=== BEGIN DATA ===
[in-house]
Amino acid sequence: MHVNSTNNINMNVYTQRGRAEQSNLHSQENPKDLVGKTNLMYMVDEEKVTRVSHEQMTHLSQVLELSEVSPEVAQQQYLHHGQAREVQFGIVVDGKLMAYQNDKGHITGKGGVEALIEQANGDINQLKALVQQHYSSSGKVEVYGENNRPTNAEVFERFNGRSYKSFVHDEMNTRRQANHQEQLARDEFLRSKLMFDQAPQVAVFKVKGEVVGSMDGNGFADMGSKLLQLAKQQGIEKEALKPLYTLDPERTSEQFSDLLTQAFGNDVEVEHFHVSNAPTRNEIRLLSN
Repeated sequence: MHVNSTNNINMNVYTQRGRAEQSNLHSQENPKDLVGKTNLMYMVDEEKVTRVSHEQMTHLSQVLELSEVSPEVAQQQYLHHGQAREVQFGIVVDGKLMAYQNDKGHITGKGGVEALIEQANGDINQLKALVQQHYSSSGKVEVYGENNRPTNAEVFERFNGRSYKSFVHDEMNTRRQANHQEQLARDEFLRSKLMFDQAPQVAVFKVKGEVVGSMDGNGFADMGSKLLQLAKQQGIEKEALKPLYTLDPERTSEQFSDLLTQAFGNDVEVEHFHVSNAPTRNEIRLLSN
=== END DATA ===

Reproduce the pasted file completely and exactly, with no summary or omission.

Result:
[in-house]
Amino acid sequence: MHVNSTNNINMNVYTQRGRAEQSNLHSQENPKDLVGKTNLMYMVDEEKVTRVSHEQMTHLSQVLELSEVSPEVAQQQYLHHGQAREVQFGIVVDGKLMAYQNDKGHITGKGGVEALIEQANGDINQLKALVQQHYSSSGKVEVYGENNRPTNAEVFERFNGRSYKSFVHDEMNTRRQANHQEQLARDEFLRSKLMFDQAPQVAVFKVKGEVVGSMDGNGFADMGSKLLQLAKQQGIEKEALKPLYTLDPERTSEQFSDLLTQAFGNDVEVEHFHVSNAPTRNEIRLLSN
Repeated sequence: MHVNSTNNINMNVYTQRGRAEQSNLHSQENPKDLVGKTNLMYMVDEEKVTRVSHEQMTHLSQVLELSEVSPEVAQQQYLHHGQAREVQFGIVVDGKLMAYQNDKGHITGKGGVEALIEQANGDINQLKALVQQHYSSSGKVEVYGENNRPTNAEVFERFNGRSYKSFVHDEMNTRRQANHQEQLARDEFLRSKLMFDQAPQVAVFKVKGEVVGSMDGNGFADMGSKLLQLAKQQGIEKEALKPLYTLDPERTSEQFSDLLTQAFGNDVEVEHFHVSNAPTRNEIRLLSN